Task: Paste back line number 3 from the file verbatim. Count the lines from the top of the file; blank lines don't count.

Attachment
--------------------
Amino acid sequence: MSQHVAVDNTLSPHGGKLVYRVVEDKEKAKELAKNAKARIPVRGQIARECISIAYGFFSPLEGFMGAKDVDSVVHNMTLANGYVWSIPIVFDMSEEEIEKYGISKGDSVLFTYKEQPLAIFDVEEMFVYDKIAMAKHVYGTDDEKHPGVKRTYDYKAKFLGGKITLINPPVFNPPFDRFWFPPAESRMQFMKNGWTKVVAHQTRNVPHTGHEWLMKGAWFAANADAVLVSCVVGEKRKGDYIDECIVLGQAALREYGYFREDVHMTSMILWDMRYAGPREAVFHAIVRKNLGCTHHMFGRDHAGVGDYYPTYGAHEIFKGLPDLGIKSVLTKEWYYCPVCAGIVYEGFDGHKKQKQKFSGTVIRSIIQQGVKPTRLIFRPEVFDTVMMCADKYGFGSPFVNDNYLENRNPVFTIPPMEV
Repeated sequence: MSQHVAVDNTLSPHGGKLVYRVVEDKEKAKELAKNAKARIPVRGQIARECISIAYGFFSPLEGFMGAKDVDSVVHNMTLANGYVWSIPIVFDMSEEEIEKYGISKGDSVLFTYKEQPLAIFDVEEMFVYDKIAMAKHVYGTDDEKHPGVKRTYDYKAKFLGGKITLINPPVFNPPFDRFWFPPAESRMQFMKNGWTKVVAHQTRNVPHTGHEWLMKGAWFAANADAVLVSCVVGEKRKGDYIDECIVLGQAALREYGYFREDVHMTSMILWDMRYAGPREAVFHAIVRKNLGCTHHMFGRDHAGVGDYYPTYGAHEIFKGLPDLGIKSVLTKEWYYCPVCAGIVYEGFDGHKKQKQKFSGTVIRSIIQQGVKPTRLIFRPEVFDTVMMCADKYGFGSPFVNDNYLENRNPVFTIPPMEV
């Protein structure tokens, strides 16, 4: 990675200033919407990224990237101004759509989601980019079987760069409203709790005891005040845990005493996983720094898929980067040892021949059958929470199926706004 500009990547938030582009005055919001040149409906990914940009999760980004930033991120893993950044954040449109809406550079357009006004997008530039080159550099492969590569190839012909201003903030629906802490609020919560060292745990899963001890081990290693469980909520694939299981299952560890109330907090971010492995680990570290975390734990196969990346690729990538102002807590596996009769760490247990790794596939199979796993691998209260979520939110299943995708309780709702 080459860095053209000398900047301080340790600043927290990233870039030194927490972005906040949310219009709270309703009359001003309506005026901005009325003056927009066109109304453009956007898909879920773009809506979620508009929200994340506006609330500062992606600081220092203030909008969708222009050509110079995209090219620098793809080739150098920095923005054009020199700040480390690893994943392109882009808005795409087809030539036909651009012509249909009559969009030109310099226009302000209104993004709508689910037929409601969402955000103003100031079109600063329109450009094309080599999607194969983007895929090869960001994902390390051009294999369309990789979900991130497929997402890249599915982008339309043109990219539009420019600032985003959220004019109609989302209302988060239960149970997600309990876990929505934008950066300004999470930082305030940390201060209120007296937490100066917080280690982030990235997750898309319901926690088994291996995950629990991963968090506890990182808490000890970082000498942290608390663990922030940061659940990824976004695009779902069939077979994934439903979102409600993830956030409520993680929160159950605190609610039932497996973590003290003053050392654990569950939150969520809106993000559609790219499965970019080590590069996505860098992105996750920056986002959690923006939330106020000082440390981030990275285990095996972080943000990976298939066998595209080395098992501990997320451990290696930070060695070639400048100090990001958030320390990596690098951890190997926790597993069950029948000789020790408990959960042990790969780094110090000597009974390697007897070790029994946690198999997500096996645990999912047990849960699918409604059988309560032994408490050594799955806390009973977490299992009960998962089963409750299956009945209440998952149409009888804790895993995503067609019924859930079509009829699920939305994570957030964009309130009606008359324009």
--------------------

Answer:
């Protein structure tokens, strides 16, 4: 990675200033919407990224990237101004759509989601980019079987760069409203709790005891005040845990005493996983720094898929980067040892021949059958929470199926706004 500009990547938030582009005055919001040149409906990914940009999760980004930033991120893993950044954040449109809406550079357009006004997008530039080159550099492969590569190839012909201003903030629906802490609020919560060292745990899963001890081990290693469980909520694939299981299952560890109330907090971010492995680990570290975390734990196969990346690729990538102002807590596996009769760490247990790794596939199979796993691998209260979520939110299943995708309780709702 080459860095053209000398900047301080340790600043927290990233870039030194927490972005906040949310219009709270309703009359001003309506005026901005009325003056927009066109109304453009956007898909879920773009809506979620508009929200994340506006609330500062992606600081220092203030909008969708222009050509110079995209090219620098793809080739150098920095923005054009020199700040480390690893994943392109882009808005795409087809030539036909651009012509249909009559969009030109310099226009302000209104993004709508689910037929409601969402955000103003100031079109600063329109450009094309080599999607194969983007895929090869960001994902390390051009294999369309990789979900991130497929997402890249599915982008339309043109990219539009420019600032985003959220004019109609989302209302988060239960149970997600309990876990929505934008950066300004999470930082305030940390201060209120007296937490100066917080280690982030990235997750898309319901926690088994291996995950629990991963968090506890990182808490000890970082000498942290608390663990922030940061659940990824976004695009779902069939077979994934439903979102409600993830956030409520993680929160159950605190609610039932497996973590003290003053050392654990569950939150969520809106993000559609790219499965970019080590590069996505860098992105996750920056986002959690923006939330106020000082440390981030990275285990095996972080943000990976298939066998595209080395098992501990997320451990290696930070060695070639400048100090990001958030320390990596690098951890190997926790597993069950029948000789020790408990959960042990790969780094110090000597009974390697007897070790029994946690198999997500096996645990999912047990849960699918409604059988309560032994408490050594799955806390009973977490299992009960998962089963409750299956009945209440998952149409009888804790895993995503067609019924859930079509009829699920939305994570957030964009309130009606008359324009």